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Thank you! (from Paleface's family)


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This is Jim’s (“Paleface“) family - Sue (wife), Cindy (daughter) and Jim Jr.(son). Jim shared many of your posts with us over the years, especially in the last few months when you sent such supportive, heart warming encouragements and prayers to him. Thank you for that. And thanks to all of you who shared your love of rock hunting with him. As so many of you know he was a rock hound to the core - having spent his whole life around mines, collecting rocks, silversmith/jewelry making, metal detecting and searching for gold and meteorites.

Jim died suddenly just before midnight Sunday, October 25, 2009. As you all know from his “Cancer Sucks” notification, he had been facing lung cancer head on. The fantastic news is that in the 8 weeks of radiation and chemo treatments, his monster tumor went from 8x7x6 cm to a 65% smaller version of 2.7 x 2.6 cm. Amazing, eh? Despite a few days of fatigue and a bit of throat irritation from the radiation, he surprisingly had little nausea and maintained a very positive attitude, a great appetite and kept every bit of his hair (minus a few unnoticeable moustache hairs). He felt so good that he decided to take a week’s travel with Sue to Colorado and Utah to visit family he hadn’t seen in many years and to see his childhood stomping grounds again. He thoroughly enjoyed the fall colors, reconnections to family and opportunity to see the area he grew up in once more. One of the days he was in altitude of 2 mile high Leadville, CO which made it difficult for him to breathe and when they returned to Kingman on October 20th he never quite felt himself again. Ultimately it was not the cancer that took him, but more likely a heart complication. He died at home quickly, without pain and suffering. We are so grateful for this because he was a proud man with lots of dignity and was able to keep every bit of it right until the end. Even the hangnail on his nose picking finger healed! :thumbsupanim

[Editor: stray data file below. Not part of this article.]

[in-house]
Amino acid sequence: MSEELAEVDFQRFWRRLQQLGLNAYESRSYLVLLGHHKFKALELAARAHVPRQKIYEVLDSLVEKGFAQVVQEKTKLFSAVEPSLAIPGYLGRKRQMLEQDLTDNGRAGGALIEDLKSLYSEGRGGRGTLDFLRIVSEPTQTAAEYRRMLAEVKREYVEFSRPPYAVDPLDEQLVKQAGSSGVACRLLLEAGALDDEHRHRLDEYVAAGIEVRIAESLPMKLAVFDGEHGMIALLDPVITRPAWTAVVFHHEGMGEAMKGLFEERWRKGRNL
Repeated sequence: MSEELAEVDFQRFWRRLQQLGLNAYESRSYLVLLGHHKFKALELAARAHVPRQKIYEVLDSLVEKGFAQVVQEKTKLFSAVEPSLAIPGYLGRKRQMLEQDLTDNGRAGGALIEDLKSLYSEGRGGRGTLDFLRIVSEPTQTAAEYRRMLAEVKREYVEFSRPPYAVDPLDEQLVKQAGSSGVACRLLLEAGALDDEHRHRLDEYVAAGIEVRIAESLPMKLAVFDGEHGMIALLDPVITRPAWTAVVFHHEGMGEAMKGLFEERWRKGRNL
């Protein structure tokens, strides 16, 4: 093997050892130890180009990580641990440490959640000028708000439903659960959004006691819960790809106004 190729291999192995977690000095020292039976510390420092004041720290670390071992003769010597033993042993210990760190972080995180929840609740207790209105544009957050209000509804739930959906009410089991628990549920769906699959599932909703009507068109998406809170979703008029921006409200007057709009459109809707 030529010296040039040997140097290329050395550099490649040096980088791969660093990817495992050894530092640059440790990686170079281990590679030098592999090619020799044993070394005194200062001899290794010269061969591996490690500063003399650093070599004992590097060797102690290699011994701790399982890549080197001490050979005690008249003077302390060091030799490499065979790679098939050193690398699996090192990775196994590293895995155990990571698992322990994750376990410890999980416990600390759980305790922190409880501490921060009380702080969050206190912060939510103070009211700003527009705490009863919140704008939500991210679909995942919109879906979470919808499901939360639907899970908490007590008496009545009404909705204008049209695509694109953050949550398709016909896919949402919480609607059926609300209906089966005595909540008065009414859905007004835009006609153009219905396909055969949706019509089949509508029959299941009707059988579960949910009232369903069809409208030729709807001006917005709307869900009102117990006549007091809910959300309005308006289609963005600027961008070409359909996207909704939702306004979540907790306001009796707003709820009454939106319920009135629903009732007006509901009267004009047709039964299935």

Being part of your forums and get-togethers were bright spots in Jim’s life over the last several years. He talked endlessly about conversations and experiences you’ve all shared. He treasured each new discovery and enjoyed sharing what knowledge he could to help people enjoy metal detecting, and feel the joy of finding a new meteorite or golden nugget. We wish we knew each of your stories connected with Jim. You all meant so much to him. He was a big man with a bigger heart and he is greatly missed, especially by the three of us, his mother and his 3 grandchildren.

Death is the lantern turning out because the dawn has appeared. As a friend said, “No more worry. Always rock hunting under orange desert dawn sky.” We just know that Jim, our beloved is looking for his next “out of this world” meteorite. Much love goes out to you all as you hold the memory of him in your hearts. We know he would want you to know how much you meant to him.

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This is Jim’s (“Paleface“) family - Sue (wife), Cindy (daughter) and Jim Jr.(son). Jim shared many of your posts with us over the years, especially in the last few months when you sent such supportive, heart warming encouragements and prayers to him. Thank you for that. And thanks to all of you who shared your love of rock hunting with him. As so many of you know he was a rock hound to the core - having spent his whole life around mines, collecting rocks, silversmith/jewelry making, metal detecting and searching for gold and meteorites.